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    1. Sounds like is a Chassidic approach (the Rambam not withstanding) = assuming every good need is an expression of the Jew's incorruptible neshoma that is trying to get out.

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    2. I've been arguing with Rabbi Dovid Zucker (esteemed Rosh Kollel in Chicago, first to establish the pattern of gadlusdikeh out of town kollelim) about this for years. In his sefer, Ateres Duda'im, he keeps saying that people should do chesed because of Hashem's tzivui, and doing it because your heart impels you diminishes the mitzvah. I can't stand that, because the mitzva includes educating your heart to really care. But if you do it because you're a good person, it's still not avodas hashem. Perhaps you get schar because you did good for Hashem's briyos, but no more than a cow gets schar for being nutritious.

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  4. When Dovid HaMelech says ומשפטים בל ידעום , how is this possible? Mishpatim are logical within the realm of human understanding, and should not require הודעה. But logical Mishpatim are categorically different than Divinely-given Mishpatim. As the Malbim says on that posuk: שאף הנימוסים השכליים לא קבלו מה' ולכן ילכו במשפטים בל יחיו בהם.

    [I will grant that there could be an alternative understanding of the Malbim, were it not for his pshat in the first part of the posuk: ולכן הם נתונים תחת המערכה.]

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    1. >>>how is this possible? Mishpatim are logical within the realm of human understanding,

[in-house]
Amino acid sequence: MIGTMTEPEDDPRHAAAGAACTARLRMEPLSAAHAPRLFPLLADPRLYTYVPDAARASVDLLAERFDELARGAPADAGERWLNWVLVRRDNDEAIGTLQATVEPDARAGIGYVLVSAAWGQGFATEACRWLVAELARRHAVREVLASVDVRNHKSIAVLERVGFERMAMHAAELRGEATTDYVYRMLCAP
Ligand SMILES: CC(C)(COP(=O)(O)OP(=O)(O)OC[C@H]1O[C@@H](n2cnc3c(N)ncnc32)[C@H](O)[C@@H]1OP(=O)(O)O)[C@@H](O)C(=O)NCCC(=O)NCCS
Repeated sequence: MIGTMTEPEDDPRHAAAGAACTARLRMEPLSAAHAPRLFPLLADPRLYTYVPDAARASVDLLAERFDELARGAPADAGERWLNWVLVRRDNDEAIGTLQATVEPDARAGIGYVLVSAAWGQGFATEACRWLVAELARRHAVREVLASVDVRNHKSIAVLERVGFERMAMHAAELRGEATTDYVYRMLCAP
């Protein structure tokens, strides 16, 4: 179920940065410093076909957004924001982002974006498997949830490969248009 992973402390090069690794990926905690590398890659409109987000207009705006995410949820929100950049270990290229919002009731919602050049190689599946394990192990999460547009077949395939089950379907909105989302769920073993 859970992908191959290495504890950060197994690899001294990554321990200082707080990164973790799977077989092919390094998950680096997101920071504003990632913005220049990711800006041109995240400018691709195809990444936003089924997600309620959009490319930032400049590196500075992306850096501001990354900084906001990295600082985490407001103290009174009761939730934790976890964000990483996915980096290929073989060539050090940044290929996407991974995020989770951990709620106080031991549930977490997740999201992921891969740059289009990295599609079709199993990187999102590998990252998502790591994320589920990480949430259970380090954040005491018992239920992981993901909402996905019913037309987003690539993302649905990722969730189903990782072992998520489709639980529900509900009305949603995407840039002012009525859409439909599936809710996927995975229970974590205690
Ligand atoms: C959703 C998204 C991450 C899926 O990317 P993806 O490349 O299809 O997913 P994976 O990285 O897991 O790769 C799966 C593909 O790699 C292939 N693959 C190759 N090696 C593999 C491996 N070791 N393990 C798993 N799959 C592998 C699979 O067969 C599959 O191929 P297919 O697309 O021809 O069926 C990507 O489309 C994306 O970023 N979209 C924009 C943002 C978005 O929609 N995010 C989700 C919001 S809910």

Exactly what the pasuk is saying. The nations of the law get it from their seichel, but G-d did us the extra favor of giving those laws to us as part of his Torah so that we get schar v'onesh for keeping them and keep the world going (Netziv beginning of Bechukosai). Isn't that the Radak's pshat?

      What about Rambam in Shmoneh Perakim who says that when it comes to gezel and the like it is better to not have a yetzer ha'ar, i.e. to keep the laws because of an innate sense of morality, not to have a yetzer ha'ra to violate them and then not steal because G-d said so (though I grant that there may be a different way to read that Rambam).

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    2. Which apparently contradicts your thesis the way I understood it - that a person who keeps the mishpatim because he understands them merits zechus avos - even though he is not doing them because they were imposed by Hashem. As witnessed by being lackadaisical regarding other categories of mitzvot. Why? What is he doing different than a goy?

      Which brings up the Rambam which implies - in the superficial reading - that a Jew should observe the moral mitzvot precisely as would a goyishe Aristotelian. So why would one get schar for that more than a goy?

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    3. Are you asking on me or on the Rambam? It sounds like you don't like the Rambam. However he will answer your question, I say the same : )

      >>>What is he doing different than a goy?

      Who says there has to be a behavioral difference in these areas?

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    4. If there is identical behavior, and no yetzer hora to create a metzuva v'oseh, why is a Jew different than a goy? Chazal says that the difference between a goy who learns and a Jew who learns is only the gadol hametzuva v'oseh.

      Unless you want to learn the Rambam as positing that while there should be no yetzer horah to do something immoral, there is still the yetzer horah of metzuva v'oseh. Which is actually not a bad concept. Except that it borders on להכעיס.